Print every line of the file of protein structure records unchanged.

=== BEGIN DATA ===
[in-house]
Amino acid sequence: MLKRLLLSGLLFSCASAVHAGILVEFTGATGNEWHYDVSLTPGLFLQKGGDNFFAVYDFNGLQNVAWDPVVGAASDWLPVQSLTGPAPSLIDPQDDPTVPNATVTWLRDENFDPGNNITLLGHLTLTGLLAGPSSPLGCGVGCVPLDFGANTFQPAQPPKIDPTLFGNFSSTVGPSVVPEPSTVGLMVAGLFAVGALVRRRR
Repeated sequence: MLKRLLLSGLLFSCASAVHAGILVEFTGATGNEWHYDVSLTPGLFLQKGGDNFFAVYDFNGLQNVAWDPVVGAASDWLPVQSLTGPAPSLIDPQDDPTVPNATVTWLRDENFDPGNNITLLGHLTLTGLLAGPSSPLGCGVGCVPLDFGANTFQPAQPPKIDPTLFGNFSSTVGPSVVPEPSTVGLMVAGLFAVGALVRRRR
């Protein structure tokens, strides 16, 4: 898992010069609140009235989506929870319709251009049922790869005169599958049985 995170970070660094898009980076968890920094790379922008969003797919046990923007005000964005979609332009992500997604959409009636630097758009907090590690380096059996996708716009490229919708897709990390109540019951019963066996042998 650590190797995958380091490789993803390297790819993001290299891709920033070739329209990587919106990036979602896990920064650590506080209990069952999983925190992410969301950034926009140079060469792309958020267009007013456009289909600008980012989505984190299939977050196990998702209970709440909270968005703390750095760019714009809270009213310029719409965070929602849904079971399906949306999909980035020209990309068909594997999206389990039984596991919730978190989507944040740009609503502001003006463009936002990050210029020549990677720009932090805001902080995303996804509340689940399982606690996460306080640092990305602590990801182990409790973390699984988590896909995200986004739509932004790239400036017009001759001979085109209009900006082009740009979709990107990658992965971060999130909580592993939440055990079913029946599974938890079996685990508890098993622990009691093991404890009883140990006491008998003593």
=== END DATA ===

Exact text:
[in-house]
Amino acid sequence: MLKRLLLSGLLFSCASAVHAGILVEFTGATGNEWHYDVSLTPGLFLQKGGDNFFAVYDFNGLQNVAWDPVVGAASDWLPVQSLTGPAPSLIDPQDDPTVPNATVTWLRDENFDPGNNITLLGHLTLTGLLAGPSSPLGCGVGCVPLDFGANTFQPAQPPKIDPTLFGNFSSTVGPSVVPEPSTVGLMVAGLFAVGALVRRRR
Repeated sequence: MLKRLLLSGLLFSCASAVHAGILVEFTGATGNEWHYDVSLTPGLFLQKGGDNFFAVYDFNGLQNVAWDPVVGAASDWLPVQSLTGPAPSLIDPQDDPTVPNATVTWLRDENFDPGNNITLLGHLTLTGLLAGPSSPLGCGVGCVPLDFGANTFQPAQPPKIDPTLFGNFSSTVGPSVVPEPSTVGLMVAGLFAVGALVRRRR
């Protein structure tokens, strides 16, 4: 898992010069609140009235989506929870319709251009049922790869005169599958049985 995170970070660094898009980076968890920094790379922008969003797919046990923007005000964005979609332009992500997604959409009636630097758009907090590690380096059996996708716009490229919708897709990390109540019951019963066996042998 650590190797995958380091490789993803390297790819993001290299891709920033070739329209990587919106990036979602896990920064650590506080209990069952999983925190992410969301950034926009140079060469792309958020267009007013456009289909600008980012989505984190299939977050196990998702209970709440909270968005703390750095760019714009809270009213310029719409965070929602849904079971399906949306999909980035020209990309068909594997999206389990039984596991919730978190989507944040740009609503502001003006463009936002990050210029020549990677720009932090805001902080995303996804509340689940399982606690996460306080640092990305602590990801182990409790973390699984988590896909995200986004739509932004790239400036017009001759001979085109209009900006082009740009979709990107990658992965971060999130909580592993939440055990079913029946599974938890079996685990508890098993622990009691093991404890009883140990006491008998003593």